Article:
Barr shifts in support of medical marijuana
March 29, 2007
Gerry Smith, Cox News Service
Washington — Bob Barr, a former Georgia Republican congressman and anti-drug crusader, has become a lobbyist for the Marijuana Policy Project.
The switch marks the latest chapter in the surprising evolution of the four-term lawmaker from Georgia's 7th District since he lost his seat in 2002.
Once termed "the worst drug warrior" on Capitol Hill by the Libertarian Party, Barr joined the Libertarians last year because, he said, of the GOP's move "toward big government and disregard toward privacy and civil liberties."
Barr's move puts him in the unusual position of lobbying to overturn a law he sponsored.
In 1999, Congress passed a spending bill for the District of Columbia that included the so-called "Barr Amendment," which blocked the District from allowing medical marijuana use even though 69 percent of voters had approved a measure to legalize it.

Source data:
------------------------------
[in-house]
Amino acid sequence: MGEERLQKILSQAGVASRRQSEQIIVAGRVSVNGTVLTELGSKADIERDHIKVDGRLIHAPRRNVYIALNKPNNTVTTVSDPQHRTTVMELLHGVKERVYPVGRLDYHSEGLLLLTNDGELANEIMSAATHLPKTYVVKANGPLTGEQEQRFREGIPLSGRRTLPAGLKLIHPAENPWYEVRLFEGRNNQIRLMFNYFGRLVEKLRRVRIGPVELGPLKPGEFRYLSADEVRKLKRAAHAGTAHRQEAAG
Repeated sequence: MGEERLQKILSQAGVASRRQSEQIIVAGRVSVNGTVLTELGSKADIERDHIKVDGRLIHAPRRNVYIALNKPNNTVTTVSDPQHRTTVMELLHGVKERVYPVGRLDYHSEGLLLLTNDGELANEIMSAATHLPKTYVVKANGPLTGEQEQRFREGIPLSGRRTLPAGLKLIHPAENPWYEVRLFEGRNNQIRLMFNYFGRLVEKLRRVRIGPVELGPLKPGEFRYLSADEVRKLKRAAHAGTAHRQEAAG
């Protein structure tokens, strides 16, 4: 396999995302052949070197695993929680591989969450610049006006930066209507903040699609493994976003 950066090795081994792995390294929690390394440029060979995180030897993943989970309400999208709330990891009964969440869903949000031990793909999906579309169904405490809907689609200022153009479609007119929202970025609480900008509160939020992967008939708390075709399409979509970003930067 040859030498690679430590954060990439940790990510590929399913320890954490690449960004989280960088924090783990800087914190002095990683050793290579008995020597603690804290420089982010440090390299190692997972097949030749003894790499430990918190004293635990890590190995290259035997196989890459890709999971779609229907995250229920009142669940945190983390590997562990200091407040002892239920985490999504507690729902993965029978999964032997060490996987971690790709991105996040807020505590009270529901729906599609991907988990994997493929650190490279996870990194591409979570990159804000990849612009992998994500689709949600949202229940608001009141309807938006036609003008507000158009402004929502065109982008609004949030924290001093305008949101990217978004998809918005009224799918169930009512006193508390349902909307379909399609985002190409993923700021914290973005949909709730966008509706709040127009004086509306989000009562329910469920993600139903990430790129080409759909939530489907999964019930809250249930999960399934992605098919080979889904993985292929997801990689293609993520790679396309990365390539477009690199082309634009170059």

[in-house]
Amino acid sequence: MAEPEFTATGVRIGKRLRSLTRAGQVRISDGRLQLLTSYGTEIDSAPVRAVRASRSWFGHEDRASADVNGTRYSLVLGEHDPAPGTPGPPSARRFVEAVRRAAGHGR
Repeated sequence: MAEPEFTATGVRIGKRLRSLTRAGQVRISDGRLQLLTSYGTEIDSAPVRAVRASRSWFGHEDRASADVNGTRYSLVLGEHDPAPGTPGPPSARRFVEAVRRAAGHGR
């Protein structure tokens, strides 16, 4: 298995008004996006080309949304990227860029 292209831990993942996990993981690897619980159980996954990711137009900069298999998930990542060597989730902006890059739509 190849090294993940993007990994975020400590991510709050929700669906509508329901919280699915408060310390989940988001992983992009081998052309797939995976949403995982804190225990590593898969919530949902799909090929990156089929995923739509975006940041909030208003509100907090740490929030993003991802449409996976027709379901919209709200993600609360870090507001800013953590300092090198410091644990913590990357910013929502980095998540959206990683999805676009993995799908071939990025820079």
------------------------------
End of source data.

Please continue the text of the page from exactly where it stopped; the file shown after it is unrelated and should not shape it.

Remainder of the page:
Barr declined to comment for this story, but told the Politico publication that "in light of the tremendous growth of government power since 9/11, it has forced me and other conservatives to go back and take a renewed look at how big and powerful we want the government to be in people's lives."
Aaron Houston, the project's government relations director, said Barr, a former U.S. attorney, will bring "gravitas and credibility" to the project's lobbying operations, particularly among Republicans.
But Rep. Mark Souder (R-Ind.), who once stood by Barr in his opposition to legalizing medicinal marijuana, said he was dismayed. "It is personally disappointing to watch him change from prosecuting drug dealers to defending usage of their product," Souder said.